I’ve been interviewed by one of our local TV stations, but most of the media outlets are difficult to penetrate if you’re self-published. I’ve tried to get copies of the book in front of some decision makers, but they’re all busy. It’s tough.
Ideas for creative marketing?
As a pilot, I thought of sky writing and banner towing. Creative, but both are pricey, and the novelty is soon gone.
I plan to do more at Goodreads, and as soon as Bookshout launches, I’ll tap into that. (If you don’t know about Bookshout, check it out.)
Recently, I met with a sales organization that is going to share a list of significant Christian bookstores throughout the country. I plan to send a flyer, a sales letter, and a copy of the book to all the stores on that list. That’s not what I’d call creative, but I’m convinced that if I can get folks to read the book, the interest will grow.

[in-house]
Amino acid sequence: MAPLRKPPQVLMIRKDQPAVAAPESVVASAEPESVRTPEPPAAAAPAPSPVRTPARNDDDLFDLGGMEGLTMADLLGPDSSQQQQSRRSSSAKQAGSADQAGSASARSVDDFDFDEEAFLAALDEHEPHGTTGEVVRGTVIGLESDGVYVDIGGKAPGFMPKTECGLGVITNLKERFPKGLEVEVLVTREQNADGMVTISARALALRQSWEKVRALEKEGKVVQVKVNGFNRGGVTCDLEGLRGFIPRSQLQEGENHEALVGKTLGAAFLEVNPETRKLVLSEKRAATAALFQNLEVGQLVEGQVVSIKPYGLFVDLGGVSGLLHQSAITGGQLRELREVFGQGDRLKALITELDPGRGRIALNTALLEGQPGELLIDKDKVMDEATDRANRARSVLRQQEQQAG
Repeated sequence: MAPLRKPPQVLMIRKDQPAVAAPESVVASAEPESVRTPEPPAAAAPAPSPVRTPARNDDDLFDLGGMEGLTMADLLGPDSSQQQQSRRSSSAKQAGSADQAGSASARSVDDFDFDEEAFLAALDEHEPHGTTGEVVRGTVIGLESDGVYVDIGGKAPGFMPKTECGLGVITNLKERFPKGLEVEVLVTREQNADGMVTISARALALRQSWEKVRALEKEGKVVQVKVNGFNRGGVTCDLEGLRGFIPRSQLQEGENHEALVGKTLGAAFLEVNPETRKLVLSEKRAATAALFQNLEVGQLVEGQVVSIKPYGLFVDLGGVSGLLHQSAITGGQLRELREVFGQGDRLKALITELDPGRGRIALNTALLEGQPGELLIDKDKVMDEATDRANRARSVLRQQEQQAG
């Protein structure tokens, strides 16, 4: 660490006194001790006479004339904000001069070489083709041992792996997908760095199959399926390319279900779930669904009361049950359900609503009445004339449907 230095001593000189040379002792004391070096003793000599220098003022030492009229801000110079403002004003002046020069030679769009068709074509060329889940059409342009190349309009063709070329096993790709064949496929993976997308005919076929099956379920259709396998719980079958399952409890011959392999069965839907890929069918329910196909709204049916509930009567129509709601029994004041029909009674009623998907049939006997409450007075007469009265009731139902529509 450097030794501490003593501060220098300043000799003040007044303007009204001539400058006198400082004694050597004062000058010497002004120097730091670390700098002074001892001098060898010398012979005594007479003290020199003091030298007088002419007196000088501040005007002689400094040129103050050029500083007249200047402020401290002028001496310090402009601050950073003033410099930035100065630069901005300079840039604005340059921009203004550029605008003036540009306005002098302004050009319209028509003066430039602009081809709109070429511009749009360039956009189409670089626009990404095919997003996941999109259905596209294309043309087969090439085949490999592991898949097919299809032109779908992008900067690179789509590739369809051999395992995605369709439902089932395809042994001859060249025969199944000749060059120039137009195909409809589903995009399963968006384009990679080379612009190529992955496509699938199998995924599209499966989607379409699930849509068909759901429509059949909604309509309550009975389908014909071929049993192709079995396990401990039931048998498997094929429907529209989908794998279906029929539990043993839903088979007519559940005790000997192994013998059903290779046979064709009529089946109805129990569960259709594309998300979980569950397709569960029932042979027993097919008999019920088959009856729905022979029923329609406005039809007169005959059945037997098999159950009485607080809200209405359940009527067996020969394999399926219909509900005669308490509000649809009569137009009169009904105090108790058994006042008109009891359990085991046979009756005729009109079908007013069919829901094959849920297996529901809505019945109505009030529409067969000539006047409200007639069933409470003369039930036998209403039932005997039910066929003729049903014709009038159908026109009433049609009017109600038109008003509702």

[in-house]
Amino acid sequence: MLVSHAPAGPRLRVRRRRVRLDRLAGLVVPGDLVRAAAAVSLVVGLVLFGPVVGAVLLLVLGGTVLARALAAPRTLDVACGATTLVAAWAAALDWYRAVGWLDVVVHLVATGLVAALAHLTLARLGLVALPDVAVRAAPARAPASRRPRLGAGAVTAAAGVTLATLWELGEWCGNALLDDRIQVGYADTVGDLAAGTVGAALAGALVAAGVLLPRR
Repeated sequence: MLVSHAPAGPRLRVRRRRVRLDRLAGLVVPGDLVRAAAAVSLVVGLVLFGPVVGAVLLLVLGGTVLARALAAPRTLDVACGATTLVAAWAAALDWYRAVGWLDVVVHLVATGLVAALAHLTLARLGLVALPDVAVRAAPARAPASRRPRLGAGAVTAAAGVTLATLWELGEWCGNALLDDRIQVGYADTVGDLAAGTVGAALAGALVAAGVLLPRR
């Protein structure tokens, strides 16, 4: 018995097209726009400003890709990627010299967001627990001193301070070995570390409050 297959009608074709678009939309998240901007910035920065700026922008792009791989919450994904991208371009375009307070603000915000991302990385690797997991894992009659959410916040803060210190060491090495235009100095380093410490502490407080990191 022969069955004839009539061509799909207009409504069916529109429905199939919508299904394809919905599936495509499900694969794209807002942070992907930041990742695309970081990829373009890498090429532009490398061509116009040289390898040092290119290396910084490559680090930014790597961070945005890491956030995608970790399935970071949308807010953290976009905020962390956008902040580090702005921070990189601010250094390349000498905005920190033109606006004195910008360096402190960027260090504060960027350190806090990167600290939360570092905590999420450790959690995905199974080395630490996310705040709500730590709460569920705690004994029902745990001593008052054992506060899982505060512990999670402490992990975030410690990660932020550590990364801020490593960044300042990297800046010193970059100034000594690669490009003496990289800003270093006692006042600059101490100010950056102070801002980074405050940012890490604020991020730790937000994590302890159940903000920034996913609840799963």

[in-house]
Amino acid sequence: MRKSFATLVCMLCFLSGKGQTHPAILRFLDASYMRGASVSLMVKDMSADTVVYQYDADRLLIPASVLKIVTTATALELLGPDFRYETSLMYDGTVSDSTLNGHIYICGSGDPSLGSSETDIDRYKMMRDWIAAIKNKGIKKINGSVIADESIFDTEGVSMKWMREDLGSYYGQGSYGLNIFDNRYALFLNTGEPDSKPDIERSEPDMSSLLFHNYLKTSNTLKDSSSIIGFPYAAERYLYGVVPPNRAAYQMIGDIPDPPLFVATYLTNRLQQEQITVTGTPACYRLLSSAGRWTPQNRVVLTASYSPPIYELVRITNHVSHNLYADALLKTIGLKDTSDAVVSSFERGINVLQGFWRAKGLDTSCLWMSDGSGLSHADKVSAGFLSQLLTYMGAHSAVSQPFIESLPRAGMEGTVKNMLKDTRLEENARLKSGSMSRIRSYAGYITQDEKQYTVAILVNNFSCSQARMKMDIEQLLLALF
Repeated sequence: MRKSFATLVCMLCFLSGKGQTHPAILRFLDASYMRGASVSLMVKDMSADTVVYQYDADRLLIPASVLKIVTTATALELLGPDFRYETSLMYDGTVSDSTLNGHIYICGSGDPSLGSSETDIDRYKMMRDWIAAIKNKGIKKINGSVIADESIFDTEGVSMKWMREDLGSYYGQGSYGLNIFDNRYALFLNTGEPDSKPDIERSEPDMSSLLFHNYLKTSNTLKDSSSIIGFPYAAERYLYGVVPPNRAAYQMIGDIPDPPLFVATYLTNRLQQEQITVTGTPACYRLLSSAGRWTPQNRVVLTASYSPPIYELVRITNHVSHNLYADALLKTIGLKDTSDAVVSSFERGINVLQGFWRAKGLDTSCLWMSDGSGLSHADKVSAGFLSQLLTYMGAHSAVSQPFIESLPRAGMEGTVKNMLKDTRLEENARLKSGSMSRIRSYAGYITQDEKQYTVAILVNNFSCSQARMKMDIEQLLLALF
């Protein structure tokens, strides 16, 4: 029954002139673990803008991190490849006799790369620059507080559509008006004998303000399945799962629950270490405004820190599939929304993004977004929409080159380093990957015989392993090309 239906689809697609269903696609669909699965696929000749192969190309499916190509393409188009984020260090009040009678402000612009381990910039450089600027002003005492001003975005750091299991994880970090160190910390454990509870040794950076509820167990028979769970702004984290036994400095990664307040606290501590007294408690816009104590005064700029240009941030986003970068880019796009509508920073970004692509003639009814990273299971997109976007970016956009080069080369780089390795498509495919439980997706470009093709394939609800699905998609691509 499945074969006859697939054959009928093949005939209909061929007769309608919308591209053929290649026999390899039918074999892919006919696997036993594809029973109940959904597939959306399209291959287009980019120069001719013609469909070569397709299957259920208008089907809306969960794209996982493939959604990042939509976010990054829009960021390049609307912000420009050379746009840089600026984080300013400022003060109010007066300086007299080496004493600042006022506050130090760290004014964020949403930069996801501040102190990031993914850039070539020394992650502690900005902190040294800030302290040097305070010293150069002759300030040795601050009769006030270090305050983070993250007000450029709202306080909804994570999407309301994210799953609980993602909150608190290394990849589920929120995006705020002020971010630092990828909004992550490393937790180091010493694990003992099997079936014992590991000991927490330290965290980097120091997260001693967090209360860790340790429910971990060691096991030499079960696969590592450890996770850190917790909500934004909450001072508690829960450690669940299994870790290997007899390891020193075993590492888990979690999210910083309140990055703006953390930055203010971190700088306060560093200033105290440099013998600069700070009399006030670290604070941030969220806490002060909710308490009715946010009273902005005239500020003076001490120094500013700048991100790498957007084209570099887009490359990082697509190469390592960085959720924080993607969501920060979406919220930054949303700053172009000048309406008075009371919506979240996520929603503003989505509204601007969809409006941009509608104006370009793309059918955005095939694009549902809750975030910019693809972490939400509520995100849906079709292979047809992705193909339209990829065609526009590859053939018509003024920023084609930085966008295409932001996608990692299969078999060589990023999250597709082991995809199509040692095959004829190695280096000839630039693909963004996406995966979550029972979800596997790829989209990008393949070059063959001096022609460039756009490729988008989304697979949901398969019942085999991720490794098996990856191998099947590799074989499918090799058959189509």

What’s the most important lesson you’ve learned from self-publishing?
This is hard work (capitalize that, bold, italicize, underline, and exclamate it). There is no letting up. And while there’s plenty of folks who will encourage you and cheer you on, very few will step up and offer to help. For the most part, you’re on your own.
The greatest blessing?
That’s easy: the reactions of those who’ve actually read the book. While there’s been a couple who’ve shrugged, the overwhelming majority have been very generous in their praise. You can read some of them at the website.